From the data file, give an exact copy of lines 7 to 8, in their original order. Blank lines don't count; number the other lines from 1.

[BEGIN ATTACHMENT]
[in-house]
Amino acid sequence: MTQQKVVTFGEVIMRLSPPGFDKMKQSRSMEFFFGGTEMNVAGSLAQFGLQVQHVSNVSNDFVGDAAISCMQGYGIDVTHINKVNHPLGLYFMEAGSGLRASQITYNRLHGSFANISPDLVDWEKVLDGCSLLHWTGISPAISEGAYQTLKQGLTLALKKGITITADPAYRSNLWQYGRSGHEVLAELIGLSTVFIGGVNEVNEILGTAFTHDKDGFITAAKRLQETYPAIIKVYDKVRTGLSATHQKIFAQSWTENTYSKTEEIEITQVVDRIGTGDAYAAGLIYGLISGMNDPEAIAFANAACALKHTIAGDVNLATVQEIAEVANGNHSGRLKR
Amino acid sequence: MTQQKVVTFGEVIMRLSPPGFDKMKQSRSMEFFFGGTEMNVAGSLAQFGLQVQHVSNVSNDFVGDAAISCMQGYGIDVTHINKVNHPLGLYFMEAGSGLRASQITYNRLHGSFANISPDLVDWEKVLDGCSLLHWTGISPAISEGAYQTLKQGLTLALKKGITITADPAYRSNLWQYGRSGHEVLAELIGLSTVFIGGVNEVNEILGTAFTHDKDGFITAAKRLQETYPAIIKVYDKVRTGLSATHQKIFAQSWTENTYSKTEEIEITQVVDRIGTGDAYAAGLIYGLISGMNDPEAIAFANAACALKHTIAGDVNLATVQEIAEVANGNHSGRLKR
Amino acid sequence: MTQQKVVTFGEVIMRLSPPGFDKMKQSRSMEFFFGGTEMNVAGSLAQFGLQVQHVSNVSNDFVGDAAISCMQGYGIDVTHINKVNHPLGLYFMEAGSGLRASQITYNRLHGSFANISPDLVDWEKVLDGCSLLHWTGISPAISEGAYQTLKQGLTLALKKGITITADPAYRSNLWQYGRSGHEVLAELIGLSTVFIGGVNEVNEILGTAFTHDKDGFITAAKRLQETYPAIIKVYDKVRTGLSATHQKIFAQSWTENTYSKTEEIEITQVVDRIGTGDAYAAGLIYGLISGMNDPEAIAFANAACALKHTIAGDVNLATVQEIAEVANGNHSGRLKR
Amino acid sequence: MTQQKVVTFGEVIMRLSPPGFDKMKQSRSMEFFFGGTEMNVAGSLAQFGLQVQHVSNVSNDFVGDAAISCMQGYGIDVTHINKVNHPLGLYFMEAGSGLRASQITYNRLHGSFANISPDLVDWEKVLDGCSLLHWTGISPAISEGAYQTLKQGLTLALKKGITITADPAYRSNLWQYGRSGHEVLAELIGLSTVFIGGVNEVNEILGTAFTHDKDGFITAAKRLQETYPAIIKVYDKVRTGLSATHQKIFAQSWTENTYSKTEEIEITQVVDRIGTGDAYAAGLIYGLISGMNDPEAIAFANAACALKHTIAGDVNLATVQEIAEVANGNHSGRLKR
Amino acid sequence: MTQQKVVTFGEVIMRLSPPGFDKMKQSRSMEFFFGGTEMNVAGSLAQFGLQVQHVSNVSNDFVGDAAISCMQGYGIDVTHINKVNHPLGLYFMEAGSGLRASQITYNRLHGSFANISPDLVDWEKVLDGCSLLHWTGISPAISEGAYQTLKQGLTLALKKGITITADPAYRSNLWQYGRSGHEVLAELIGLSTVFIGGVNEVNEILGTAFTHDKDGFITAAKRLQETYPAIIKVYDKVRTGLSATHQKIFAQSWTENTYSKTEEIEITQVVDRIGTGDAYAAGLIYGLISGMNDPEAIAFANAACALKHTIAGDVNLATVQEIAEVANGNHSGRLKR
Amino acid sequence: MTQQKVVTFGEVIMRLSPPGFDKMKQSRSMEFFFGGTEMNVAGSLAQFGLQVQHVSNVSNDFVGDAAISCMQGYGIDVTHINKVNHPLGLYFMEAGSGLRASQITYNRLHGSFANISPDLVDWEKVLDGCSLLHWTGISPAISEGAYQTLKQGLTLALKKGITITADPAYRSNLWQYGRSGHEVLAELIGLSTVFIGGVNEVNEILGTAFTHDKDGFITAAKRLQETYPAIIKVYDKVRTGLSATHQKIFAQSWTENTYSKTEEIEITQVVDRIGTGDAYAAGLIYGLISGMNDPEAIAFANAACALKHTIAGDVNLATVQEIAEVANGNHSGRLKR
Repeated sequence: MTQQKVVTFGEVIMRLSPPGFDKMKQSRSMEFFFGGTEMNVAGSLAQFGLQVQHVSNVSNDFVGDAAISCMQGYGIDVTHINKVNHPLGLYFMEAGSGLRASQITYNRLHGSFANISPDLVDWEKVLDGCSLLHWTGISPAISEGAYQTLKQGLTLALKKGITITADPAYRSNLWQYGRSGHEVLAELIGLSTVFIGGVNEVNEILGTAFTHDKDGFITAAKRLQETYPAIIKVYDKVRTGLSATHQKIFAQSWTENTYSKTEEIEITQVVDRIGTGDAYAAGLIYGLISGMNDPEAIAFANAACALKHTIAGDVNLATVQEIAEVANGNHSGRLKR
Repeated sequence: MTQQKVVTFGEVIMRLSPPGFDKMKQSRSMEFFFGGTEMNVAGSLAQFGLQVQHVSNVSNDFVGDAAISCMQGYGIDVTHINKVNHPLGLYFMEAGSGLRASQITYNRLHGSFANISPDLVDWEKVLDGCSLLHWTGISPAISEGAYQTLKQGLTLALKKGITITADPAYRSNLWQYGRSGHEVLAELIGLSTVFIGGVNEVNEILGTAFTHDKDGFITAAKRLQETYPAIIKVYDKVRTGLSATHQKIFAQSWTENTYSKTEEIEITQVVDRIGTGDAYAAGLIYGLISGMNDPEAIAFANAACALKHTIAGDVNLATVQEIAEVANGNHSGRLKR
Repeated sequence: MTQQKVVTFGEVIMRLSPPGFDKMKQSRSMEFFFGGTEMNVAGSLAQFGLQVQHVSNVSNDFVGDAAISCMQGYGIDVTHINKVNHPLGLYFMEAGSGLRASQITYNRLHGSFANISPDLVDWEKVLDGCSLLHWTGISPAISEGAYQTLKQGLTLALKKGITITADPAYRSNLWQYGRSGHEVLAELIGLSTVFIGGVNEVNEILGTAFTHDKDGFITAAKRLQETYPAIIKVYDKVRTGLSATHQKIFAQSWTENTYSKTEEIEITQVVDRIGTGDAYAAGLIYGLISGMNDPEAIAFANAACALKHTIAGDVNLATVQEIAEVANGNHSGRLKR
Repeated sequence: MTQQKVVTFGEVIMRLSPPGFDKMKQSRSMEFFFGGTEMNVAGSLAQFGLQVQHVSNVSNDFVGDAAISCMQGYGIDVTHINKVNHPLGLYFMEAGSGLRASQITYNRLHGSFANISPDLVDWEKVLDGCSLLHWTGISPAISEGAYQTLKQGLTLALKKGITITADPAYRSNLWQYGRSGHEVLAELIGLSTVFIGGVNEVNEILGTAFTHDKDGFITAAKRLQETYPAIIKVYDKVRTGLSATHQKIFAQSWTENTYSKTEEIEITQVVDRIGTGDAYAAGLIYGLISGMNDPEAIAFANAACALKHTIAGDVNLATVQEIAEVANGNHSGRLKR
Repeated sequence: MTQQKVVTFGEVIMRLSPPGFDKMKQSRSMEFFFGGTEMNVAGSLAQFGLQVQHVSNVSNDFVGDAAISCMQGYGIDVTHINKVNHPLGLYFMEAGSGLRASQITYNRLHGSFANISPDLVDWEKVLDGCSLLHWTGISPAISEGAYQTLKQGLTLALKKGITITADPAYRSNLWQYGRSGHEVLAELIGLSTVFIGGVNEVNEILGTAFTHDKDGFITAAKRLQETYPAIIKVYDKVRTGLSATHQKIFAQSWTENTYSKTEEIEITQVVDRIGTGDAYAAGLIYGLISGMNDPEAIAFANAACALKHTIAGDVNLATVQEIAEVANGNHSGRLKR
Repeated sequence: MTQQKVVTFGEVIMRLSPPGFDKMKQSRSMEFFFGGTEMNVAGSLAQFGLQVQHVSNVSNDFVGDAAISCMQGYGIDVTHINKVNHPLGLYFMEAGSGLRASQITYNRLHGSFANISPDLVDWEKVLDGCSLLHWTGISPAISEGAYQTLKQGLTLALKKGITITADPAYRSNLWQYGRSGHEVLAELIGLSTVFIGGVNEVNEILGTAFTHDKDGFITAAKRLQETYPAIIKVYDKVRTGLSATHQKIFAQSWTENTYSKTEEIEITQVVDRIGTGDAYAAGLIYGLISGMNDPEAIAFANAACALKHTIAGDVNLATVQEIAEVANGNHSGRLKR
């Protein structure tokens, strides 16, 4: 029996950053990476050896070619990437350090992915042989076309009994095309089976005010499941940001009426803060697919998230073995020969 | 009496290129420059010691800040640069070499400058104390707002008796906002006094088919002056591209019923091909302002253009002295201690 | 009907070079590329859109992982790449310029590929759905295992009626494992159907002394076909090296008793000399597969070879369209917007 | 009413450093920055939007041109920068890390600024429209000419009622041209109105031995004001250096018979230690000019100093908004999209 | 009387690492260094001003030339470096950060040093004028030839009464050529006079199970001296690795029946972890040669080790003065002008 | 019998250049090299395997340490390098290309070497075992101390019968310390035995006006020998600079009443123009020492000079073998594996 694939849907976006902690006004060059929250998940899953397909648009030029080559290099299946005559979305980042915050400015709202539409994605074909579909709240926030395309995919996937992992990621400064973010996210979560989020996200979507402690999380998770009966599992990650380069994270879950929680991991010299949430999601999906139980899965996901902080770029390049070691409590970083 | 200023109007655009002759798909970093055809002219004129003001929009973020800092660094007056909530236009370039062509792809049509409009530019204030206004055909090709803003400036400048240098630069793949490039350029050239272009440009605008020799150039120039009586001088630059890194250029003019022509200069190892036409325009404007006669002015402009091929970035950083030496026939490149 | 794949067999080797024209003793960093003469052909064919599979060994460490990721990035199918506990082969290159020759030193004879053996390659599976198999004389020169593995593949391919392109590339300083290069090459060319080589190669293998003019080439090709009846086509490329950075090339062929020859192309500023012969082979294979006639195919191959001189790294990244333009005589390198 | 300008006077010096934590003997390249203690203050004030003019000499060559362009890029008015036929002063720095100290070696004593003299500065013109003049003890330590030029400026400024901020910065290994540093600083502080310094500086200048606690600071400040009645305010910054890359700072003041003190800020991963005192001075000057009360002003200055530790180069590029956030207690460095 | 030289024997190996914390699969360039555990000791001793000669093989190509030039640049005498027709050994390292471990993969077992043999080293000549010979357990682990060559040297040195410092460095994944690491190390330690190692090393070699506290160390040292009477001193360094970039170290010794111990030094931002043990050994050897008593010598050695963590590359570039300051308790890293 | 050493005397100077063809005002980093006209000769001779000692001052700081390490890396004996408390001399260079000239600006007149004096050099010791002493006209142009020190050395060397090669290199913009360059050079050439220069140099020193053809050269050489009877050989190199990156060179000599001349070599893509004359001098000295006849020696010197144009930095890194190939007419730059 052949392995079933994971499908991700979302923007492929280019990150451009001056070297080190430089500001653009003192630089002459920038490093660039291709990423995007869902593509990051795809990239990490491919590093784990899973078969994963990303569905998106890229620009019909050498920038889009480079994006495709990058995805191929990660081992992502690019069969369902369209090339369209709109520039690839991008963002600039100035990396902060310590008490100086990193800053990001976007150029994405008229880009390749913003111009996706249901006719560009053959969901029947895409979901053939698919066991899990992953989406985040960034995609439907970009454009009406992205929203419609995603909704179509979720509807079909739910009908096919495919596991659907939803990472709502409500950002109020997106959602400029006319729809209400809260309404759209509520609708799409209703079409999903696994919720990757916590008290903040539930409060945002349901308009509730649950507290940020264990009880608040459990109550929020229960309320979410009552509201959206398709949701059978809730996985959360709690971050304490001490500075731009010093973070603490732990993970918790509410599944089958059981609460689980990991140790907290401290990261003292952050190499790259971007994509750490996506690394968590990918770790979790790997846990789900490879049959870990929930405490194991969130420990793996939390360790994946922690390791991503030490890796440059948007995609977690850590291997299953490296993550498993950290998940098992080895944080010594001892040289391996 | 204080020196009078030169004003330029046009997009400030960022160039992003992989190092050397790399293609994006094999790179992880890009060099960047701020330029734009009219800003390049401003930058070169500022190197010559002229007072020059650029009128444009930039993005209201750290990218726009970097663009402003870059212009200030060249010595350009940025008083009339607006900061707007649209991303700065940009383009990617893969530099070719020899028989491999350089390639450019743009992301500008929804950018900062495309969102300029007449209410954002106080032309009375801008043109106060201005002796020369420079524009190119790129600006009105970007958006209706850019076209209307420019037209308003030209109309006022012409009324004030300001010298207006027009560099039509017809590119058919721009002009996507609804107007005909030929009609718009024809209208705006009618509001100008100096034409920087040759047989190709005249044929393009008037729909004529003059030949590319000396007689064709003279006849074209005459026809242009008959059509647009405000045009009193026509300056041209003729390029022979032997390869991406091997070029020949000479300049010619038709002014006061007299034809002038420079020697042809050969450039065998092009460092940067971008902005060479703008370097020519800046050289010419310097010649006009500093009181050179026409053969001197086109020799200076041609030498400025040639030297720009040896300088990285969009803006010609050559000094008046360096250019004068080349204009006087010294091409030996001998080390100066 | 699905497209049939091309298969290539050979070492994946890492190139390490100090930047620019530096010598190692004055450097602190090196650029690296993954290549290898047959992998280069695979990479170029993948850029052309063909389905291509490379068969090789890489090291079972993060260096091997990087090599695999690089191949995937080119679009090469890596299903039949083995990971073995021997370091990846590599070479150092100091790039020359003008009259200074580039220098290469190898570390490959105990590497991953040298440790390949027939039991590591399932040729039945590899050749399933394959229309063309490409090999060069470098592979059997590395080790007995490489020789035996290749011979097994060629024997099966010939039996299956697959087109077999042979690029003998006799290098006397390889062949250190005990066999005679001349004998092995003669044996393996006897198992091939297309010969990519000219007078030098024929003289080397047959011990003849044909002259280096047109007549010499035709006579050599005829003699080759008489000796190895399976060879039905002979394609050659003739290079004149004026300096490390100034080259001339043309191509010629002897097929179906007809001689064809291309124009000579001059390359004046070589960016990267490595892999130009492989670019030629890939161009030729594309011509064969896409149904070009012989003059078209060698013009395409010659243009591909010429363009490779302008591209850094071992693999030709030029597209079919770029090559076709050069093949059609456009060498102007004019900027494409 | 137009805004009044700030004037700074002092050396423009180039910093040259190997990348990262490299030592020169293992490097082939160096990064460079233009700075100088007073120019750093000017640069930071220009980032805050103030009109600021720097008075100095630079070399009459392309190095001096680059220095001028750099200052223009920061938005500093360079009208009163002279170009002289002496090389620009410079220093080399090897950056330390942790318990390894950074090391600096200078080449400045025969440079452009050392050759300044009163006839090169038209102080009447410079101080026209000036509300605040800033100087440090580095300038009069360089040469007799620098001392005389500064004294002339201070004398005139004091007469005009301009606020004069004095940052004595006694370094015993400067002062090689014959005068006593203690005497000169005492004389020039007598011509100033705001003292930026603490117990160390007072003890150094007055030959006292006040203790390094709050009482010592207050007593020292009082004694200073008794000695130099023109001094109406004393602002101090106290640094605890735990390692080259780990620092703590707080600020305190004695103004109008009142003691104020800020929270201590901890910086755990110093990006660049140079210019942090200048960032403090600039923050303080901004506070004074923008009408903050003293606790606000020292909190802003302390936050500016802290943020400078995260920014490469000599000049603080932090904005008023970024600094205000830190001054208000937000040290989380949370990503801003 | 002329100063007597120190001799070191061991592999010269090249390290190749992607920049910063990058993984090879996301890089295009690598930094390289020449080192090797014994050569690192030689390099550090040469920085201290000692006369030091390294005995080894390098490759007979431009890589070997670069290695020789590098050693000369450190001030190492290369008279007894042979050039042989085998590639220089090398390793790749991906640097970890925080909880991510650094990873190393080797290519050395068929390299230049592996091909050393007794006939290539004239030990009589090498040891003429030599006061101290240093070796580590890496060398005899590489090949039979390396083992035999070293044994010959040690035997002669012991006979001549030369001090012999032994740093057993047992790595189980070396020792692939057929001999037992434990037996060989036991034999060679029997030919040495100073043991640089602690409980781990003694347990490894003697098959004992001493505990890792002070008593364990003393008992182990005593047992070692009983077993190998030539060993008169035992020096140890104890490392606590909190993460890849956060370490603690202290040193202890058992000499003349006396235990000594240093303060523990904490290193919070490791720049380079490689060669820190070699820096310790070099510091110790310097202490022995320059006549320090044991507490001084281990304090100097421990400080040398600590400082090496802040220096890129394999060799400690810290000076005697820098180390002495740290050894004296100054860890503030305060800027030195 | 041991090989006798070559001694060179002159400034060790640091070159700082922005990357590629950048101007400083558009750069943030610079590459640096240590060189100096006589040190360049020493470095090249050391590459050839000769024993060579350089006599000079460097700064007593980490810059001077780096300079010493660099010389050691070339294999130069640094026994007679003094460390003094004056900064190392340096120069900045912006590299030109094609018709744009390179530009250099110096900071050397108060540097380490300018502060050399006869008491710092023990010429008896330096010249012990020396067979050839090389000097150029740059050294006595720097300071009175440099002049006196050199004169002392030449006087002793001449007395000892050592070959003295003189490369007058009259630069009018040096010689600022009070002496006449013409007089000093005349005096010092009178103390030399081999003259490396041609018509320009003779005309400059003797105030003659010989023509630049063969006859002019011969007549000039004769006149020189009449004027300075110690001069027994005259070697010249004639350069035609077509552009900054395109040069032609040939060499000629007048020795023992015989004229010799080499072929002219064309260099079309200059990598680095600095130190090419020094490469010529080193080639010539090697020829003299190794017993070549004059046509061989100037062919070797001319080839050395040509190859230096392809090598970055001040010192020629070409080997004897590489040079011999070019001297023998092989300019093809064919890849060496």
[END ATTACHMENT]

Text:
Amino acid sequence: MTQQKVVTFGEVIMRLSPPGFDKMKQSRSMEFFFGGTEMNVAGSLAQFGLQVQHVSNVSNDFVGDAAISCMQGYGIDVTHINKVNHPLGLYFMEAGSGLRASQITYNRLHGSFANISPDLVDWEKVLDGCSLLHWTGISPAISEGAYQTLKQGLTLALKKGITITADPAYRSNLWQYGRSGHEVLAELIGLSTVFIGGVNEVNEILGTAFTHDKDGFITAAKRLQETYPAIIKVYDKVRTGLSATHQKIFAQSWTENTYSKTEEIEITQVVDRIGTGDAYAAGLIYGLISGMNDPEAIAFANAACALKHTIAGDVNLATVQEIAEVANGNHSGRLKR
Repeated sequence: MTQQKVVTFGEVIMRLSPPGFDKMKQSRSMEFFFGGTEMNVAGSLAQFGLQVQHVSNVSNDFVGDAAISCMQGYGIDVTHINKVNHPLGLYFMEAGSGLRASQITYNRLHGSFANISPDLVDWEKVLDGCSLLHWTGISPAISEGAYQTLKQGLTLALKKGITITADPAYRSNLWQYGRSGHEVLAELIGLSTVFIGGVNEVNEILGTAFTHDKDGFITAAKRLQETYPAIIKVYDKVRTGLSATHQKIFAQSWTENTYSKTEEIEITQVVDRIGTGDAYAAGLIYGLISGMNDPEAIAFANAACALKHTIAGDVNLATVQEIAEVANGNHSGRLKR